This year will be one of major structural and institutional change in Europe. Whatever form Brexit finally takes, there will likely be disruption to Europe’s capital markets. It will take time to see what impact it will have, particularly on the role of London as a financial centre in Europe.
Leaving Brexit to one side, 2019 was always going to be a year of transition. Three of the biggest jobs in the European Union, the presidents of its commission, council and central bank, will have new incumbents. These important appointments will need to be made well before the end of the year.
Each European Commission is defined by the style and approach of the president, who leaves his or her stamp on the strategic direction of the EU. For the first time since the 1970s, there will be no British commissioner appointed.
It’s highly likely that the European parliament, after elections in May, will have a very different make-up to any other since the first vote in 1979. The growth of populism across the bloc is bound to be reflected in its composition and its dynamic inevitably will change because there will no longer be 73 British MEPs.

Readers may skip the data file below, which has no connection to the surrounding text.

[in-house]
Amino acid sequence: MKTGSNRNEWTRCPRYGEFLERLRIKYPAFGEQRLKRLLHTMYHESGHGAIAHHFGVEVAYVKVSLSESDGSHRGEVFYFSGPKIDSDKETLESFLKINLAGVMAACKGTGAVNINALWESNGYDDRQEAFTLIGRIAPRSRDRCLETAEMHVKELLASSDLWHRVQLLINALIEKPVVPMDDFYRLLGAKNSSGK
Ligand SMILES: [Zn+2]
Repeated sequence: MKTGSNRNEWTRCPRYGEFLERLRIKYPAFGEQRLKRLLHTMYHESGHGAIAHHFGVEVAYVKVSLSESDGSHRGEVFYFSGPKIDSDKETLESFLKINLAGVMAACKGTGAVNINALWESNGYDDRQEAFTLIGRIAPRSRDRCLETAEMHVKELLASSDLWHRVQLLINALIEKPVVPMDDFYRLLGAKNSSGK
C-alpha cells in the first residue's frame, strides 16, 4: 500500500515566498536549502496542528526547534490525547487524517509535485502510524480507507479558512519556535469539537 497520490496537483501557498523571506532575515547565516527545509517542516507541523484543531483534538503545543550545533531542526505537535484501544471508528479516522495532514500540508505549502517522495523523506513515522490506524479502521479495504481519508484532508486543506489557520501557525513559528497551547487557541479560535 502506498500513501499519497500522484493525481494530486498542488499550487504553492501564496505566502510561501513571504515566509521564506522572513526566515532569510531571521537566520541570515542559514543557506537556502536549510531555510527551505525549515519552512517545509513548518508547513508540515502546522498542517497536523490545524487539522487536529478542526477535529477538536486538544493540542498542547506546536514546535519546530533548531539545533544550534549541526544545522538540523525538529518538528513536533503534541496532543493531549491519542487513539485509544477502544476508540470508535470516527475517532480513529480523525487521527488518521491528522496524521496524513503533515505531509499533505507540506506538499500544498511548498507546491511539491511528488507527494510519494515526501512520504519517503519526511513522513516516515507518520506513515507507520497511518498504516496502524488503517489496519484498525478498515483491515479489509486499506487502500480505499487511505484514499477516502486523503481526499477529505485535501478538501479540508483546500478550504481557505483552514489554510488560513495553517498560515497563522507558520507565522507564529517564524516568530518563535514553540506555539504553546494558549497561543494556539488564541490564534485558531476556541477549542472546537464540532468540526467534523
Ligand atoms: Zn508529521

High up on the new commission’s agenda should be taking forward the capital markets union project. This has become even more important for Europe since the Brexit vote. At its heart, the CMU is about making Europe’s capital markets more efficient in order to achieve sustainable growth.
The United States already has deep liquid capital markets and the EU has been falling behind. According to The Economist, 28 of the top 100 companies globally came from the EU ten years
ago. Now it is only 17 and will drop to 12 when the UK leaves. In the past four decades six American companies have gone from foundation to valuation of $100 billion. Only one European company has achieved this.
So the CMU is much more than a call to arms; it is fundamental to the EU’s future. It is imperative to ensure that the bloc can develop its capital markets to make it possible for growth and jobs to be created on a sustainable basis. Whoever succeeds Jean-Claude Juncker as head of the European Commission needs to have a clear plan for taking forward the CMU in a post-Brexit world.
This AFME View was originally published in The Times on 7th January